After having his season ended early due to a knee injury, Kevin Shattenkirk will be looking for a bounce-back season in 2018-19 season. The defenseman looks ahead to next year and reflects on the 2017-18 campaign.

Getting back to the Rangers year in review; Kevin Hayes said it best, “We didn’t make the playoffs and it’s something we should all be thinking about during the summer.”

As for his thoughts on Alain Vigneault? “You never want to see somebody get fired,” said Hayes. “I came into the league with him and he helped me out a lot.”

Blueshirts’ alternate captain, Mats Zuccarello added on with, “It’s been a tough season for everyone; players and fans … It’s sad (Vigneault being released) but like trading players, it’s a business and it’s not something you can control.”

“Going into next season, we have a lot of young players and we need to have leaders,” continued Zuccarello. “We have to give 100% effort every time we step on the ice. I hope I’m here next season.”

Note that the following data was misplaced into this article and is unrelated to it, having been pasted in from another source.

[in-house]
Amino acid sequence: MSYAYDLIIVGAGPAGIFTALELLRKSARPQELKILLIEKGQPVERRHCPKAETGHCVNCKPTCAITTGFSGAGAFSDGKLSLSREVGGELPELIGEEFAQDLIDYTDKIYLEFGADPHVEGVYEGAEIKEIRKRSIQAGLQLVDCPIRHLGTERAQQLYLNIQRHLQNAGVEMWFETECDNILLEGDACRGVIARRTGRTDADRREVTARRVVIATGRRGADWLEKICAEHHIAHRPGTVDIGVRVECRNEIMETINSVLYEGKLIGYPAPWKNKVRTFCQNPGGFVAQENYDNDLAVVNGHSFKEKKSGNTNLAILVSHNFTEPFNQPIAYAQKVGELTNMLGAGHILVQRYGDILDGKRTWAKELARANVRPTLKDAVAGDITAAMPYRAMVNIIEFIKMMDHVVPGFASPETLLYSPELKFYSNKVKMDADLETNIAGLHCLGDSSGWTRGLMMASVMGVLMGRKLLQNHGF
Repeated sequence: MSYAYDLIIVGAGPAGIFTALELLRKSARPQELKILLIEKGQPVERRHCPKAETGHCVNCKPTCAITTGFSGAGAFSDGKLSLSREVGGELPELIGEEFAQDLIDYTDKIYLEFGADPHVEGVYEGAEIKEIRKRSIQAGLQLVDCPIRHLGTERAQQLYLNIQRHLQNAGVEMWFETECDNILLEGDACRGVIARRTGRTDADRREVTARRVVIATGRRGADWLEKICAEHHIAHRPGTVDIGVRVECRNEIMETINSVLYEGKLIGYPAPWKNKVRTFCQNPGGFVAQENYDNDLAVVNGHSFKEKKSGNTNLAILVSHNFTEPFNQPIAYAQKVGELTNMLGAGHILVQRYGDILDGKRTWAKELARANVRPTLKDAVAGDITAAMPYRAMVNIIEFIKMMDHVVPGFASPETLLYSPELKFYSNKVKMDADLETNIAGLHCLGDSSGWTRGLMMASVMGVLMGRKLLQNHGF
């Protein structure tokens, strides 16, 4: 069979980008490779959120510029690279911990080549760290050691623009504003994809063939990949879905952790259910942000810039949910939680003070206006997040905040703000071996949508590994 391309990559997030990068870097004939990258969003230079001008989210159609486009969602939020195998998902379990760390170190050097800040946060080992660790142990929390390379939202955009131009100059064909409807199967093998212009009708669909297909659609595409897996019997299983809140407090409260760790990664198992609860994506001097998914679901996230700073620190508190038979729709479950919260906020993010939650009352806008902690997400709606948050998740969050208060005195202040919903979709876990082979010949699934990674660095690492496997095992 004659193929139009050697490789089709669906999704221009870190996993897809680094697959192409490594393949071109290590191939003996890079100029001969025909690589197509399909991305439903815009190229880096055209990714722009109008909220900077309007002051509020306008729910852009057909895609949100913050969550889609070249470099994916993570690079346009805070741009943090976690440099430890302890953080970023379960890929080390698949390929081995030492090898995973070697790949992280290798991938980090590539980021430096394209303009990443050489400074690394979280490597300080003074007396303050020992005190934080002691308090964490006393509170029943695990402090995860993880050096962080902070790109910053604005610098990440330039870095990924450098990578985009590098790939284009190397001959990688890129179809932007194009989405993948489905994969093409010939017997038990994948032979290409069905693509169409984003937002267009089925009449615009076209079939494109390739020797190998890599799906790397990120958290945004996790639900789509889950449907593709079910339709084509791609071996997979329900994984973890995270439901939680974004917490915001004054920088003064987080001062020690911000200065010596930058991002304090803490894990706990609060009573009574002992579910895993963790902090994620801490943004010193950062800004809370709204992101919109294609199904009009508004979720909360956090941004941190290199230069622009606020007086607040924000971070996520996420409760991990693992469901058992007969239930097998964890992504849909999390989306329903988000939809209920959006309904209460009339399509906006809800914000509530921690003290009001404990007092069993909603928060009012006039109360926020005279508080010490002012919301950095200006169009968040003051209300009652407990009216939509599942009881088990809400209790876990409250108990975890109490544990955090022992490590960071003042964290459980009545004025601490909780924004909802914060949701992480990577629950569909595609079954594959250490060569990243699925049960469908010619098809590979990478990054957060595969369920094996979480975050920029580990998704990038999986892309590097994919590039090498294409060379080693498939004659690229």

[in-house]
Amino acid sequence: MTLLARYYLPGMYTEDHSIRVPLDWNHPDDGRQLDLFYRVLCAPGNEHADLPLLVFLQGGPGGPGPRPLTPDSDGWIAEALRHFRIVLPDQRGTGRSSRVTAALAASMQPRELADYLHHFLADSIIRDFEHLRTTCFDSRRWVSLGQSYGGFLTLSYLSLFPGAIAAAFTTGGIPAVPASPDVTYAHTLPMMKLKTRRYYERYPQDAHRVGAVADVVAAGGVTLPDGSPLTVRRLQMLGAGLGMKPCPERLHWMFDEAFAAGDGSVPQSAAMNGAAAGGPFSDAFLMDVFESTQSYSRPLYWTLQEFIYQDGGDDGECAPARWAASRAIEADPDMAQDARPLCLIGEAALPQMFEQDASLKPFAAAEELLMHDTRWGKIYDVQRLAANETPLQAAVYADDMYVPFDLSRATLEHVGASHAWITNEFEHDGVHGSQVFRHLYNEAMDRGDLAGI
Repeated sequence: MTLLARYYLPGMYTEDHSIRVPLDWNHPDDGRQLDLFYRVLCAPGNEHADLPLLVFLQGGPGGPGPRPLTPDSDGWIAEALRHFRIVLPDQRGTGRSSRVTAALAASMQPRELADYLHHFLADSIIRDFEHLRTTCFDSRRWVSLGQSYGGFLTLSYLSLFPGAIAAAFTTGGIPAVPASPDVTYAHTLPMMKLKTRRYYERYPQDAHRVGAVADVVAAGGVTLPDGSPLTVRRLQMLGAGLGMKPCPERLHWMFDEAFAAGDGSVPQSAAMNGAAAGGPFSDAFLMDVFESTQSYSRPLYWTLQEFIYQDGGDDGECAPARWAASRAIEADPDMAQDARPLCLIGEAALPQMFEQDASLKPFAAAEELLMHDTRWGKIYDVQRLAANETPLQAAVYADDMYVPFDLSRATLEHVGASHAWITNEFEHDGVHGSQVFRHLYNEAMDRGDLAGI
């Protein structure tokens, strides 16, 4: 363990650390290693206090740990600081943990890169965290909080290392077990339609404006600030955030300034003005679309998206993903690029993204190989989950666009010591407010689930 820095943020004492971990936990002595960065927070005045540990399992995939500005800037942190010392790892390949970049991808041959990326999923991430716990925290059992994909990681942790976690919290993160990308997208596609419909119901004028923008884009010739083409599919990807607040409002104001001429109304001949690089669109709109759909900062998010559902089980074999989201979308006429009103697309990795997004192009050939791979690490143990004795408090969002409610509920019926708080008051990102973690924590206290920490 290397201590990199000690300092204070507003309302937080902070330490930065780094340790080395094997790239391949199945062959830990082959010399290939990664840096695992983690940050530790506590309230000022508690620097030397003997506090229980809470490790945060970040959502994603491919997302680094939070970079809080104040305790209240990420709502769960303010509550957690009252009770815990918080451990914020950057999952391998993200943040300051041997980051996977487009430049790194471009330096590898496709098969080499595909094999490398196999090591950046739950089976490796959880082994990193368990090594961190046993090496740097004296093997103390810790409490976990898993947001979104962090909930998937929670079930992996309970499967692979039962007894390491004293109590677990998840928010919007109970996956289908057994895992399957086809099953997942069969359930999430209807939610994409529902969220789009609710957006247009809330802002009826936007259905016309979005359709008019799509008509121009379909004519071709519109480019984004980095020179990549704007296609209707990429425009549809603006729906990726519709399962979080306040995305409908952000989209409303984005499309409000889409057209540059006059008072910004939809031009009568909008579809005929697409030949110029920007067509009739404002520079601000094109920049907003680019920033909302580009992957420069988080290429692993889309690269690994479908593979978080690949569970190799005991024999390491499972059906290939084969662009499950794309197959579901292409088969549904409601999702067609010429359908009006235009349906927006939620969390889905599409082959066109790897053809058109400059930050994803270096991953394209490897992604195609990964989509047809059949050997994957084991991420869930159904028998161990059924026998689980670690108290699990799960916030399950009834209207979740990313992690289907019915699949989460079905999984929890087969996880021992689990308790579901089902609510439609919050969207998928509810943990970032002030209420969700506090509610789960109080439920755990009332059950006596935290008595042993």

Mats Zuccarello talks about how tough of a season it was, preparing for next season and seeing Alain Vigneault leave.

Meanwhile, the longtime face of the franchise, Henrik Lundqvist admitted what many had speculated; the knee which he hurt during last year’s World Championship tournament was never fully healthy.

According to Lundqvist, he banged up the knee in October or November and it was never really right after that. Although, he was quick to point out that it didn’t affect his play.

Perhaps most importantly, he’s looking forward to next season.

“We all know there’s going to be some changes over the summer,” said Lundqvist. “Part of me is a little excited about what’s ahead. I hope we take some good steps in the right direction … We don’t know who’s going to show up, but whoever’s going to be here, we gotta compete and make sure we have a better year. That’s that.”

Henrik Lundqvist discusses the direction of the organization, the need to win next season and the coaching change.

Henrik especially likes watching the young guys play. “It’s fun to see them,” he said. “The guys came up with great attitudes and worked hard. There’s so much excitement to see how much better we can be.”

In the end, Jesper Fast summed up the team’s current plans perfectly: “All we can do is focus on next season and come back in better shape next year.”